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  13. Rashmon

    Rashmon Contributing Member

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    Thanks for introducing me to this band! Digging into their catalog and loving it...in a similar vein but a little older...


    Edit: posted this vid before finishing this article and lo and behold...

    Reaching for some kind of parallel or precursor, I could only think of David Byrne and Brian Eno’s 1981 album My Life in the Bush of Ghosts, with its use of speech snippets as one-shot singularities (as opposed to the looped vocal samples that tend to figure in dance music and hip-hop).

    Pretty cool
     
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  14. Torn n Frayed

    Torn n Frayed Member

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    Bro, get the F in!! They're the Maestro's!!!! Check out EVERYTHING they've done, ALL excellent!!!
     
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  15. Torn n Frayed

    Torn n Frayed Member

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    https://www.treblezine.com/talk-talk-spirit-of-eden-masterpiece-hall-of-fame-30-years/ …

    The album opens with a lonely, yearning trumpet note, answered by strings and a casual strum of the deeper notes of a cello. Slow piano notes, mid-range and soft, pair against the gentle buzz of trumpet, only to be answered by the harsh industrial clatter of a distorted guitar. All this is built over a tense drone, one that seems to shift its chordal center from a major to a diminished chord, passing from brightness to ugly discord and back, no real progression but for the diaphragm of consonance and dissonance. Two minutes pass before a blues riff with light compression on a guitar shows, harmonica and drums and piano not far behind.

    The introduction to “The Rainbow” is a far call from the synth-pop of UK band Talk Talk’s first three albums. Granted this was not so much a sudden and inexplicable shift; only their debut, the underreported The Party’s Over, holds keenly to the style, with the well-regarded It’s My Life and The Colour of Spring each upping the art rock and lite prog inclinations bit by bit. This process is not terribly surprising; while the style of ’80s synth pop has since coalesced into its own pocket musical world with its own microgenres, it arose at the time as a hybrid form of the art rock/prog-leaning New Wave intersecting once more with pop-rock in the caduceus of genre relations. Albums by Tears for Fears, Duran Duran, The Buggles and more interlaced their approachable synth-based pop rock with prog undertones and quiet influences. Talk Talk were, prior to Spirit of Eden, merely another of this caste, producing synth-pop/lite-prog art-rock hybrids.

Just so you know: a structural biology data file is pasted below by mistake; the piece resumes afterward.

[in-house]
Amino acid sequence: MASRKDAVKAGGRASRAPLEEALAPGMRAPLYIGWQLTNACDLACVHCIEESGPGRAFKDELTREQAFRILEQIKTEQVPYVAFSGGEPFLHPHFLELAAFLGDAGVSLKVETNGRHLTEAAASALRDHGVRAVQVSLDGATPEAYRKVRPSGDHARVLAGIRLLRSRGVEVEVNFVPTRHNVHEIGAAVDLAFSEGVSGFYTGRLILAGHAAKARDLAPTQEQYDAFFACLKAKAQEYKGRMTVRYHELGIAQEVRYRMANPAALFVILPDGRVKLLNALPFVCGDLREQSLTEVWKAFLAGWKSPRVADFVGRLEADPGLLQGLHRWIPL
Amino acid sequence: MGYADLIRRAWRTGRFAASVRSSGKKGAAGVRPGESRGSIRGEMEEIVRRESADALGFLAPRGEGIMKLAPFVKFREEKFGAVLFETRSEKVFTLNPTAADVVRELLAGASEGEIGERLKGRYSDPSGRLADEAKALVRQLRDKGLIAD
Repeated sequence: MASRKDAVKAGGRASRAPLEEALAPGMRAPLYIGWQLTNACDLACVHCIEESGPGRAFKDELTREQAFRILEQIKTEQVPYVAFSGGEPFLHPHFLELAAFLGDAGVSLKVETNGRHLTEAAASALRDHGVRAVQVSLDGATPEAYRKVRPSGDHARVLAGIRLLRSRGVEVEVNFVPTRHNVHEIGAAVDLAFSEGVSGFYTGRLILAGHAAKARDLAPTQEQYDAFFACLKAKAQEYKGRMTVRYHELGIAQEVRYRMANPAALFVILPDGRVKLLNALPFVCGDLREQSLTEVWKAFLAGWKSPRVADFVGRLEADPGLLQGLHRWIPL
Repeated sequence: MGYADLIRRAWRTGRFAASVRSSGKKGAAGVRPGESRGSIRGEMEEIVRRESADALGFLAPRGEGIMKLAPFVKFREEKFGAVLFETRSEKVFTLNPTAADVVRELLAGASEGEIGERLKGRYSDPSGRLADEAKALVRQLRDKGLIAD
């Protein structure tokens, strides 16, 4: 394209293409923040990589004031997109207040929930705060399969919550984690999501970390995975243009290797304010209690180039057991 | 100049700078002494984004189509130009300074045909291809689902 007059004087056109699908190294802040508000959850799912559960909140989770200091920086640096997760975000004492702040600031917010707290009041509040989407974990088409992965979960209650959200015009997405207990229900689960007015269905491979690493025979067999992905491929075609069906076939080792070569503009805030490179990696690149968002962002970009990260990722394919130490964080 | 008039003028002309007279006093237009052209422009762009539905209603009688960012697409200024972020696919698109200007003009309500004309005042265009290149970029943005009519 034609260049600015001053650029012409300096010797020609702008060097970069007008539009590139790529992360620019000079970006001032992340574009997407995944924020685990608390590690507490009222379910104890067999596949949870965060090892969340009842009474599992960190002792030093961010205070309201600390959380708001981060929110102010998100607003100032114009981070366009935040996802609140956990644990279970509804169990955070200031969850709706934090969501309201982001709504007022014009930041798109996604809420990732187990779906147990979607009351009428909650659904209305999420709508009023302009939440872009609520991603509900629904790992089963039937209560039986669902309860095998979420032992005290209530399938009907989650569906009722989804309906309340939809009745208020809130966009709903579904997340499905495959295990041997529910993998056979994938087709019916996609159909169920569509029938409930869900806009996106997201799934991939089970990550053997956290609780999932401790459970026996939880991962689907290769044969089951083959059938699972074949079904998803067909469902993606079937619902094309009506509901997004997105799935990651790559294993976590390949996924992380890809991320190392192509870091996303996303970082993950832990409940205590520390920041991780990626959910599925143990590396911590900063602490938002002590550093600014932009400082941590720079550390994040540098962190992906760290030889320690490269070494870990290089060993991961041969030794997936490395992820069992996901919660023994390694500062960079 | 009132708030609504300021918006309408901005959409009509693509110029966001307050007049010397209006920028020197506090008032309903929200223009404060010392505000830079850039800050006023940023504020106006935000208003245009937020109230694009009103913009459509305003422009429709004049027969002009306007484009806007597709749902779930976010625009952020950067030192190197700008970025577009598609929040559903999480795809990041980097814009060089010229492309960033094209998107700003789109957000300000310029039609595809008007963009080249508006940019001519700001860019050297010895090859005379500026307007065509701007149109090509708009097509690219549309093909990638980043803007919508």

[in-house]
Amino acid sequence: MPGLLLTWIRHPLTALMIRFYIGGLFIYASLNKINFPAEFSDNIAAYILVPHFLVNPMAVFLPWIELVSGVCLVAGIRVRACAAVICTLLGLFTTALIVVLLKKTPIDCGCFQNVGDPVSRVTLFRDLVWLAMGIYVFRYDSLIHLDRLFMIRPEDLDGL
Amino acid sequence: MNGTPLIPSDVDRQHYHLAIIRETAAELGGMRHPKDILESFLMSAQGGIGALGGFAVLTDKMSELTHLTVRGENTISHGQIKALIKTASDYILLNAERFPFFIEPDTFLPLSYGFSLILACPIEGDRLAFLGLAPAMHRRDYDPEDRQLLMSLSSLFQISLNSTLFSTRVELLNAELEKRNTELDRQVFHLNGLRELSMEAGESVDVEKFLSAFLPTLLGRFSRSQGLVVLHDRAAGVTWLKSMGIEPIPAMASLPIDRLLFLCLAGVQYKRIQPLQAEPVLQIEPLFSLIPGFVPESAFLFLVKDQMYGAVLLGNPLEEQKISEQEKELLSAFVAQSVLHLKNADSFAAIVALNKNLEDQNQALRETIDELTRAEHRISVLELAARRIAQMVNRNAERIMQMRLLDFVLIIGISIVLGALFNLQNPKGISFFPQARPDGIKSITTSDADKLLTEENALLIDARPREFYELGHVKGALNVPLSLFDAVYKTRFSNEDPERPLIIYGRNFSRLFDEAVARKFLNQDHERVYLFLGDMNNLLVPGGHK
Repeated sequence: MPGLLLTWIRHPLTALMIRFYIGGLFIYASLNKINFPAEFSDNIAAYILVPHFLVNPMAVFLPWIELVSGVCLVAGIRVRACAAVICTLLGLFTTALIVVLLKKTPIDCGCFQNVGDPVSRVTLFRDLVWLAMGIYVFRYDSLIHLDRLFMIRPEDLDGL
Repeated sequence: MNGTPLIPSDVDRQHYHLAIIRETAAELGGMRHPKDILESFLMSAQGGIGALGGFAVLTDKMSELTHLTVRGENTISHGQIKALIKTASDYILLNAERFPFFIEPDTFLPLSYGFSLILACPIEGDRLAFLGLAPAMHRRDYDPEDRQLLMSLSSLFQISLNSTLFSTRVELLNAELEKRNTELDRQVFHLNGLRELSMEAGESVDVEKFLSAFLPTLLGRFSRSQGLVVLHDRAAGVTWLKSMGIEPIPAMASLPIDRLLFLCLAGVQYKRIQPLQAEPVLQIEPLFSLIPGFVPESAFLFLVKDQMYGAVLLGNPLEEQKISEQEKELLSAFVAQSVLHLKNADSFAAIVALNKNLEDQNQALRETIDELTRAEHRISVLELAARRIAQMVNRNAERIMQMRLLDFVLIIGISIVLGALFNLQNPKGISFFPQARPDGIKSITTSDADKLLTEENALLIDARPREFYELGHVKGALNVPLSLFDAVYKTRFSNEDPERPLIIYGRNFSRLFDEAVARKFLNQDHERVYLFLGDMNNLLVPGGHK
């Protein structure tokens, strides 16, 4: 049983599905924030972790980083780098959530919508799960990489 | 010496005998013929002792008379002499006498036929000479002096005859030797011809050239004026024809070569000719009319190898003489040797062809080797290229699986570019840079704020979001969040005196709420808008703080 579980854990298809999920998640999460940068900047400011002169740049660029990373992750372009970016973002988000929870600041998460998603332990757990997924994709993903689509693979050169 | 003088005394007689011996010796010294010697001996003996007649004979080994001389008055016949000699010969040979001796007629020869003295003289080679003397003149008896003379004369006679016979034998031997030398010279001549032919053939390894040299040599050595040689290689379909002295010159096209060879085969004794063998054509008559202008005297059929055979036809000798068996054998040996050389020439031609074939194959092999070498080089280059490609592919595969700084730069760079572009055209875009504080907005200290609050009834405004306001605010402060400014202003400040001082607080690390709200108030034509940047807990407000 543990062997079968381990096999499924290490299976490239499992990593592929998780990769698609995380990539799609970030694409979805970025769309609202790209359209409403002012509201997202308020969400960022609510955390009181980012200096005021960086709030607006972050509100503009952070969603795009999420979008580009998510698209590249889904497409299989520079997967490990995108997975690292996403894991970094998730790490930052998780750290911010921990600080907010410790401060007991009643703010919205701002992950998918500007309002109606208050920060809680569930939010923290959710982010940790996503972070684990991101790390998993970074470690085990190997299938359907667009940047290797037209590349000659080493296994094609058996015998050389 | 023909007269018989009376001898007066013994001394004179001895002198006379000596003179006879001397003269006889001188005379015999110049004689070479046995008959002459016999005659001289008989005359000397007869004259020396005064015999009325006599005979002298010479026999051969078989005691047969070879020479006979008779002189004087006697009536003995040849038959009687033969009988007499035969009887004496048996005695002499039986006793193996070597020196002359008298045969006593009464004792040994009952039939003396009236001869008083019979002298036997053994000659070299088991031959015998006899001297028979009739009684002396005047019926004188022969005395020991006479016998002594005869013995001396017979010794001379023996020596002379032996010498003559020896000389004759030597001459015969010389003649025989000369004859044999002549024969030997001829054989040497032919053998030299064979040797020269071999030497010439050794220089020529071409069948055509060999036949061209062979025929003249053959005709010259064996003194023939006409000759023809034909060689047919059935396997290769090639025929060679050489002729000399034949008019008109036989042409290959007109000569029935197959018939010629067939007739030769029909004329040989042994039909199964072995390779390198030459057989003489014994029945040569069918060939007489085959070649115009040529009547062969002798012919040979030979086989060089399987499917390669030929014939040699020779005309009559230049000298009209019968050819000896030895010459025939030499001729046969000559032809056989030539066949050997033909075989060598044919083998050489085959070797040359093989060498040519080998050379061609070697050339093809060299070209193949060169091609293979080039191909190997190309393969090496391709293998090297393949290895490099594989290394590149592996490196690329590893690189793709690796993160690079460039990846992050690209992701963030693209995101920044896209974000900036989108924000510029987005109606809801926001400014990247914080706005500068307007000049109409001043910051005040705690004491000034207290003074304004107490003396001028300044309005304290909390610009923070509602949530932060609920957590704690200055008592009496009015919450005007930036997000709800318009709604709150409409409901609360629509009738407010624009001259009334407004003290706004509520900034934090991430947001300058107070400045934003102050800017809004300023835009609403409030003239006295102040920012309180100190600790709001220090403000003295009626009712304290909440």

But the power of Spirit of Eden is not diminished for lack of being some mystical, inexplicable deliverance of a record. The album, in one of many ways it is comparable to Miles Davis’ landmark b****es Brew, has an easily understood history that undercuts some of the popular myths of its creation but whose aura is left undiminished when dispersing the mystery. And this is because of the very simplest reason any record remains potent throughout time, regardless of myth or social atmosphere: It is, without question, a masterpiece album and one of the very finest long-form art rock records made.

    Talk Talk began with a traditional pop-rock lineup of vocals, keys, bass and drums. After their relatively underrated debut, though still their weakest, their follow-up It’s My Life saw them drop original keyboard player Simon Brenner for studio assistant Tim Friese-Greene. It was with Friese-Greene that Mark Hollis, the vocalist, guitarist and main songwriter for the group, would form a tight partnership, helping to spur them further out of their traditional space by encouraging pursuit of things like trumpet performances and more elaborate keyboard arrangements with more striking tones and timbres for the upcoming record.

    The biggest contribution of Friese-Greene, on paper at least, was in helping co-write the title track, which became far and away their biggest hit and most enduring song outside of the art rock, art pop, post-rock and prog worlds, as well as co-writing two others on the album. But in practice, perhaps his biggest contribution was encouraging Phil Spalding, the bassist of Mike Oldfield’s band who was making an uncredited stand-in on a track for technical reasons, to record dozens of takes of the single song he was performing on, which were then meticulously combed over and assembled into a highly-edited final cut for the record. This method would later go on to define the totality of the sessions of Spirit of Eden and to the sole record that would follow it, something that is sometimes wrongly attributed as new to those records. It actually finds its roots on their biggest selling record.